A Stitch In Time…

Since Net Neutrality is anything but safe, proactive arts managers will begin developing some skills to optimize your organization’s website so pages load as fast as possible.

One of the key elements in creating web pages with snappy response times are optimized images. Just look at how much important Google places on this aspect of web design:

Images often account for most of the downloaded bytes on a web page and also often occupy a significant amount of visual space. As a result, optimizing images can often yield some of the largest byte savings and performance improvements for your website: the fewer bytes the browser has to download, the less competition there is for the client’s bandwidth and the faster the browser can download and render useful content on the screen.

Image optimization is both an art and science: an art because there is no one definitive answer for how best to compress an individual image, and a science because there are many well developed techniques and algorithms that can significantly reduce the size of an image. Finding the optimal settings for your image requires careful analysis along many dimensions: format capabilities, content of encoded data, quality, pixel dimensions, and more.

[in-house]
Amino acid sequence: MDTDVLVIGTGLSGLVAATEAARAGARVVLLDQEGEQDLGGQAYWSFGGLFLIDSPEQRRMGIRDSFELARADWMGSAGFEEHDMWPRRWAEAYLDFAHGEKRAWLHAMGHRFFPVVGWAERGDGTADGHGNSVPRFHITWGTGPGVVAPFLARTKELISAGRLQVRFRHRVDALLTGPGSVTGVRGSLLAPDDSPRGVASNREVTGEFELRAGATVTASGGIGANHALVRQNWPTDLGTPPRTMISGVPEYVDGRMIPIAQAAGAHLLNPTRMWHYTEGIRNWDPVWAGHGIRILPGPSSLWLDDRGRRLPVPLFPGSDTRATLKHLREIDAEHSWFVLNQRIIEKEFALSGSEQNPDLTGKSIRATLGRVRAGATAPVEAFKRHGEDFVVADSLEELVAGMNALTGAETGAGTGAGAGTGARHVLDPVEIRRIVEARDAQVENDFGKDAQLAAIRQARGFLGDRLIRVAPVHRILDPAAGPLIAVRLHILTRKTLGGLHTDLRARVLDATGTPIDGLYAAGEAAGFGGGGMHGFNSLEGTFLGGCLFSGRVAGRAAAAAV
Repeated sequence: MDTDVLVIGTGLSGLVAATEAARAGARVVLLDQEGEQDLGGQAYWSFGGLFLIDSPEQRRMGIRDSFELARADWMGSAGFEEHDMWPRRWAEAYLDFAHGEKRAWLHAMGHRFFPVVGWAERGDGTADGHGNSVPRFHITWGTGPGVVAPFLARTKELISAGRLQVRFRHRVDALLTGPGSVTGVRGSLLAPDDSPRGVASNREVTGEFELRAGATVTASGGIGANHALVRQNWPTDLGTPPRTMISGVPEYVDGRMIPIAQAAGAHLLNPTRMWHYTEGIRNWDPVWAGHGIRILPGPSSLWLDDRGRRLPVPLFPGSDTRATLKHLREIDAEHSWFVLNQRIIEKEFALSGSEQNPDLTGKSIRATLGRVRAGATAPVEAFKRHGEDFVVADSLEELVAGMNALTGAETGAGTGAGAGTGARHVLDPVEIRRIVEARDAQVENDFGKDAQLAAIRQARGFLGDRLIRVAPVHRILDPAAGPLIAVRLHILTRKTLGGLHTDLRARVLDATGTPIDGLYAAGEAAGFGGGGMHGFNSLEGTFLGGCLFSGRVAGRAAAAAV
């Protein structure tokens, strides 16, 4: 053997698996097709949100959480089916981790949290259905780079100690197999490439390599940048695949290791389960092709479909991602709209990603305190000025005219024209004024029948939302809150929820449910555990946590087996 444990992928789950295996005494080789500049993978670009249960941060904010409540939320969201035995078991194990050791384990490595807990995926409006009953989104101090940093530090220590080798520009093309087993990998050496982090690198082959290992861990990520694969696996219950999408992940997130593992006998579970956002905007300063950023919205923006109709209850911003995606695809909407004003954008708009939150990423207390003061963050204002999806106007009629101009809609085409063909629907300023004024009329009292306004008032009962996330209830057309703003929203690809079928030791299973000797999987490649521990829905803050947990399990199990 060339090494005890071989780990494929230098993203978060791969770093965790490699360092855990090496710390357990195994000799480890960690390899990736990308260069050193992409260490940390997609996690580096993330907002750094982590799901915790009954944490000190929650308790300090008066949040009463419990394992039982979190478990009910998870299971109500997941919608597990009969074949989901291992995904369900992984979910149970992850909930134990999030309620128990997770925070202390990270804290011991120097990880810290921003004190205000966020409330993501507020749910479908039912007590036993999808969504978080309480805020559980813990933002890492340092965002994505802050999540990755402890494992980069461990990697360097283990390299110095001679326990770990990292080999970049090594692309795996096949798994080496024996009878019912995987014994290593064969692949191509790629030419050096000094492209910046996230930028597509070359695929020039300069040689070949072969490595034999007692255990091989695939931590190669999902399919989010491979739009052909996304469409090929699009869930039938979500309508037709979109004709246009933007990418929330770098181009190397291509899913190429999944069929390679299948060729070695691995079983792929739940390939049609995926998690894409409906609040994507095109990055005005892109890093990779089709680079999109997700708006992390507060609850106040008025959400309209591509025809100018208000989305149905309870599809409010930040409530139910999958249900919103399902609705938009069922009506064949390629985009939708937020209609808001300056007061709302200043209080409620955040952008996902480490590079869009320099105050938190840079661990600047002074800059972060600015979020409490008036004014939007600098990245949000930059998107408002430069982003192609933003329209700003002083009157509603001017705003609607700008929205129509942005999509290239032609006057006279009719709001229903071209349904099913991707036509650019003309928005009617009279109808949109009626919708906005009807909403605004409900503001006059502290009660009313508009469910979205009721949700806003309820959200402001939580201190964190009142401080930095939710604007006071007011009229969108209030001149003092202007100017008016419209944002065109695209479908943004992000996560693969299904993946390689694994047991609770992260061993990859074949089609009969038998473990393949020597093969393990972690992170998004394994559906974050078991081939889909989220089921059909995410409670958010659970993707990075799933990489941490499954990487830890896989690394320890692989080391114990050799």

I published an article today at ArtsHacker that walks you through a new image analysis tool from an already great resource on helping you optimize webpages. It utilizes a very non-technical approach, which should make it that much more accessible regardless of your technical comfort level.

An Already Great Tool Just Got Better: WebPageTest.org Image Analysis

Additional articles on testing page speed and image optimization:

One Of The Best Free Tools You Can Use To Measure Page Speed

Does This JPG Make Me Look Fat? The Thinking Manager’s Shortcut To Image Optimization

About Drew McManus

"I hear that every time you show up to work with an orchestra, people get fired." Those were the first words out of an executive's mouth after her board chair introduced us. That executive is now a dear colleague and friend but the day that consulting contract began with her orchestra, she was convinced I was a hatchet-man brought in by the board to clean house.

I understand where the trepidation comes from as a great deal of my consulting and technology provider work for arts organizations involves due diligence, separating fact from fiction, interpreting spin, as well as performance review and oversight. So yes, sometimes that work results in one or two individuals "aggressively embracing career change" but far more often than not, it reinforces and clarifies exactly what works and why.

In short, it doesn't matter if you know where all the bodies are buried if you can't keep your own clients out of the ground, and I'm fortunate enough to say that for more than 15 years, I've done exactly that for groups of all budget size from Qatar to Kathmandu.

For fun, I write a daily blog about the orchestra business, provide a platform for arts insiders to speak their mind, keep track of what people in this business get paid, help write a satirical cartoon about orchestra life, hack the arts, and love a good coffee drink.

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